Expectations and arrangements regarding how people work are changing.
Hybrid work yields high employee engagement.
A significant workforce survey taken along five counties on the M7 corridor from a range of SMEs and multinationals has found that organisations are optimistic about future economic prospects. 93% of respondents were optimistic or neutral about the wider economic climate, and 76% reported that they expect some form of growth in their organisation.
Companies surveyed across Kildare, West Dublin, Carlow, Laois and Kilkenny are preparing for this growth on the back of existing skill shortages in their teams. 31% of respondents do not believe that their organisation has the talent needed to achieve their current objectives, and 63% described the skill shortages that they have experienced in the last year as extreme or moderate.
The impacts of these shortages are clearly called out in the survey findings, with 39% reporting that those skills shortages limit organisational productivity on an ongoing basis, directly impacting staff morale, increased stress for leaders, a reduced ability to deliver projects, and limiting the opportunities for productivity and innovation according to the survey by recruitment and HR consultancy firm Clark with the collaboration of Maynooth University, County Kildare Chamber and Grant Thornton. Companies surveyed ranged from small and large SMEs to multinationals across over 14 sectors including pharma, medtech, food/beverage, agri, IT, professional services, engineering, logistics, FMCG, manufacturing, construction, financial services and hotel-leisure.
Employers surveyed are concerned about the hiring challenges ahead, with a shortage of suitable candidates, competition from other employers, and rising salary costs quoted as their top three concerns. 63% of respondents reported that they intend to increase salaries in the next year, and this coupled with rising energy, transport, and material costs, will certainly raise some difficult challenges for organisations in managing their cost base.
Further findings from the survey which was conducted in January 2022 showed that expectations and arrangements regarding how people work are changing. The prolonged experience of remote and hybrid work has altered expectations. Individual preferences, along with the government’s commitment to legislate employees’ right to request remote work, means creating mutually productive and satisfying hybrid work arrangements will be a pertinent issue facing business leaders and HR professionals.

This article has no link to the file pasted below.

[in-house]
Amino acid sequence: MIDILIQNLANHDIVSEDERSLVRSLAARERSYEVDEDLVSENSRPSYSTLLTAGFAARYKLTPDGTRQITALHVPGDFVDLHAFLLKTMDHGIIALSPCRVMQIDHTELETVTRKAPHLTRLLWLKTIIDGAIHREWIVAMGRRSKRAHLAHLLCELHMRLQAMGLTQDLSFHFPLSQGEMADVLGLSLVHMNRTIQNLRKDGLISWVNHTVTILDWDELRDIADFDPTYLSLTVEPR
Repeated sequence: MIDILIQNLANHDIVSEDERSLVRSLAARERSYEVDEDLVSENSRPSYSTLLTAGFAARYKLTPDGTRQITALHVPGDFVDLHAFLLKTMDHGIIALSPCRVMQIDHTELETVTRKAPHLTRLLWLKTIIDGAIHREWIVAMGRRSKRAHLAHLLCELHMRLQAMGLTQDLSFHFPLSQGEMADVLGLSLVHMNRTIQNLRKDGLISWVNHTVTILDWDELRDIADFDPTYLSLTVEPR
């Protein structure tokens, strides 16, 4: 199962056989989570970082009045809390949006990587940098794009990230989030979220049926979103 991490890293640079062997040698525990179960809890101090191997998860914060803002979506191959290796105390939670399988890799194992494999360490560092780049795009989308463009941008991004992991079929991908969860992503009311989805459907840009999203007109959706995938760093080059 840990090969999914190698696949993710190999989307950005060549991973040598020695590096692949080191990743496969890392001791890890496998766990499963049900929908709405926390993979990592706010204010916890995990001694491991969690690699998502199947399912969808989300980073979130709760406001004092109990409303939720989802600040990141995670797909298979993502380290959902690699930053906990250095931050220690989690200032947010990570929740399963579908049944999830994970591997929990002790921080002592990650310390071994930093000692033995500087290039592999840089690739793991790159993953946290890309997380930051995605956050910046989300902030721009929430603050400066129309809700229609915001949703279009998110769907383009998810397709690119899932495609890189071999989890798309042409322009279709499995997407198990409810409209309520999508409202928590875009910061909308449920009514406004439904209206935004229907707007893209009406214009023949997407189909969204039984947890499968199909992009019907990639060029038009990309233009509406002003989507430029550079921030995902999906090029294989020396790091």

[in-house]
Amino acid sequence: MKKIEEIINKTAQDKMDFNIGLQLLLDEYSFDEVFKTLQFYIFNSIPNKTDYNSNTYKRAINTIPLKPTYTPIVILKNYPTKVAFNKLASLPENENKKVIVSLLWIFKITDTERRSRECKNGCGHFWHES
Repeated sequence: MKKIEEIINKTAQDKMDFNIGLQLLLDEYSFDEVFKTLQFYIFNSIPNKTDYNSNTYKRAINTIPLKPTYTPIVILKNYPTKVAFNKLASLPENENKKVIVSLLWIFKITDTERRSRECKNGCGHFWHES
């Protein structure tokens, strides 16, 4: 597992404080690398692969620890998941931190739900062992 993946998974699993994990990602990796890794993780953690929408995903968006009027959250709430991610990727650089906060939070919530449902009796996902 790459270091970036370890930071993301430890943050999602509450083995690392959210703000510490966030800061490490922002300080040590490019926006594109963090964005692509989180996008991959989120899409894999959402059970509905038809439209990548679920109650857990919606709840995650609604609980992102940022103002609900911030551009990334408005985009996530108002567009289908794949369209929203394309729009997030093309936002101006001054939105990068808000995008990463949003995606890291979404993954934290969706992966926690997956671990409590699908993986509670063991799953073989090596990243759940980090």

Interesting the scale of workplace change is captured very clearly in this year’s survey. 78% of organisations offer remote working and 81% of employees work remotely at least part of the time. Furthermore, only 26% of respondents report they would be satisfied with a full-time return to the office and 77% of organisations will offer some a form of remote working going forward. The momentum is certainly on the side of ongoing hybrid work arrangements.
The survey indicates that the most common longer-term, hybrid arrangements will facilitate remote working approximately 50% of the time. The positive experience of remote work, along with the potential to scale up the training and supports, points to potential of hybrid work to yield high employee engagement alongside time efficient, productive working arrangements.
Managing Director of Clark Deirdre Coghlan Murray said “With new models of working widely available, the increase in salary levels driven both by a rise in inflation and competition for a smaller pool of talent, the landscape for attracting and retaining people has certainly become a more complex one. Employers need to work very hard to both attract and retain their people.”
Andrew Webb, Director Advisory Chief Economist, Grant Thornton believes “While optimism indicators are displaying strong positive sentiment, new headwinds to the economic outlook are mounting. Labour market skills challenges have emerged as vacancies increased faster than expected. Supply chain bottlenecks have also emerged, causing volatility in the level and scale of consumer demand.”
Patrick Gallen, Partner, People & Change Consulting, Grant Thornton “Strongly articulated Employee Value Proposition (EVP) will be key in attracting and retaining talent. Aside from financial reward and other benefits, offering an employment proposition that includes training people in the skills they need to do their jobs well, offering evidence that your employees feel valued, are treated fairly for the job they do, and have opportunities to both work flexibly and to progress their careers, will be critical. This sounds simple, but getting it right can be very tricky, and done well it can provide a key competitive advantage for your organisation.”
Dr. Jean Cushen Associate Professor, HRM. Deputy Head of School, Accreditations, School of Business, Maynooth University highlights “The data points to hybrid work being both desirable and viable, and the positive experience of remote work occurred alongside reports of delivering an increased workload. Other studies indicate that the increased workload associated with remote work comes from the additional communications needed to gain clarity and drive remote collaborations. This opens up a wider, important discussion about the relationship between hybrid work and optimum time management and how we best utilise the time and energy we might have previously lost to commuting and other logistical demands.”
Allan Shine CEO of the County Kildare Chamber acknowledges that “skill shortages are a huge challenge for every sector. Most prevalent are the manufacturing, food, transportation, and tourism sectors. There is also a challenge for SME’s to retain staff with many leaving to join larger MNC’s attracted by better pay, work conditions, cultural diversity and a sustainable business model.”